Although Boettcher is relatively new to us, IU South Bend is not new to him. He graduated from our campus with a BA chemistry degree in 1974 (when we did not yet offer a BS) and because he worked part-time to support himself during his college career he well knows the troubles many of our students face. Even before he earned his degree he had his foot in the door for a career in chemistry with his work in formaldehyde polymers at Kordell Industries of Mishawaka. Boettcher later worked at several chemical industries mainly in the role of quality control manager and routinely troubleshooted the transition from research & development to manufacturing. Between his graduation and retirement, Boettcher returned to IU to earn an M.B.A. from our business school while working for Bayer Corporation.
Boettcher is very active in the American Chemical Society and serves as treasurer of the local section. We appreciate his life-long dedication to chemistry and are grateful for his many semesters of teaching in our department. He is a joy to work with and we hope to continue working side-by-side with him for many years to come.
Saturday, October 18, 2014
Professor Grace Muna and her team of students researchers have published another research article in the research journal Electroanalysis. This manuscript, Electrochemical Detection of Steroid Hormones Using a Nickel-Modifies Glassy Carbon Elecrode (click link for abstract) is the result of two years of work from a variety of students working at different times. Her team includes biochemistry students Michael Partridge (2014 graduate), Hala Sirhan (2014 graduate), Nigel Guerra; biology major Holly Garner; and high-school student Bridget VerVaet (2014 high school graduate). Muna and her students have demonstrated that their method for detecting steroidal hormones is not just a proof-of-concept example, but suitable for practical applications such as river water analysis. Congratulations to Muna and the many students who have worked with her!
Monday, October 13, 2014
This past summer several students enjoyed the opportunity to research with Professor Anderson. Biochemistry majors Krista Schilling, Letty Black, Jose Zelaya, and Daniel Chupp worked on cloning the genes for arsenite oxidase so that eventually enough enzyme could be produced artificially (rather than in the native organism) for structure/function studies. This research combined molecular biology, microbiology, and biochemistry techniques as well as classic column chromatography. The plan was to isolate the three genes from Alcaligenes and place them into E. coli (using Gateway Topo-A cloning) to direct E. coli to synthesize the enzyme on demand. Anderson anticipated plenty of pitfalls because of the large size of the gene and the several unusual cofactors in the protein and remarks that it was a perfect project for introducing students to research because of its challenges and trouble-shooting opportunities. Now that the summer has passed, here is what Krista Schilling (pictured) has to say about the experience:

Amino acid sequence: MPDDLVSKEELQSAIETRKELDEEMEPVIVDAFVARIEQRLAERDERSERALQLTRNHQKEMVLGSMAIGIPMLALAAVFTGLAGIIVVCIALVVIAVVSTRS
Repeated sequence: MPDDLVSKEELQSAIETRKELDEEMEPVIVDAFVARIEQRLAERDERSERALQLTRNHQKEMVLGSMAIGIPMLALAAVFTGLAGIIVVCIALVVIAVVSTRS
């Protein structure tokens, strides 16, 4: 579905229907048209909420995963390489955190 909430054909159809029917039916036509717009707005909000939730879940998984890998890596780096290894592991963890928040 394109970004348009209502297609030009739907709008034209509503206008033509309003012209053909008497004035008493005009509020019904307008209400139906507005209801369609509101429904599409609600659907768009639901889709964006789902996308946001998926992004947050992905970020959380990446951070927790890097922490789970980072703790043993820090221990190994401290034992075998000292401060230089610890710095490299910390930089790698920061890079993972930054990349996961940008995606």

"Undergraduate research gave me the opportunity to really work with the science I'd been learning in my classes. I was able to use techniques I'd learned in class labs and more importantly I learned many things you just don't come in contact with unless you participate in this sort of independent, active learning. My favorite part was having to really figure things out to make our experiments work - I felt so invested in the outcome and very proud when I was able to contribute meaningfully to problem-solving. Having worked on a project like this makes me feel capable and ready to tackle harder upper-level classes and to pursue my long-term goals in science."
We look forward to the possibility of a Spring presentation at our campus's annual Undergraduate Research Conference. If you are interested in working on a research project, please contact one of the professors in our department.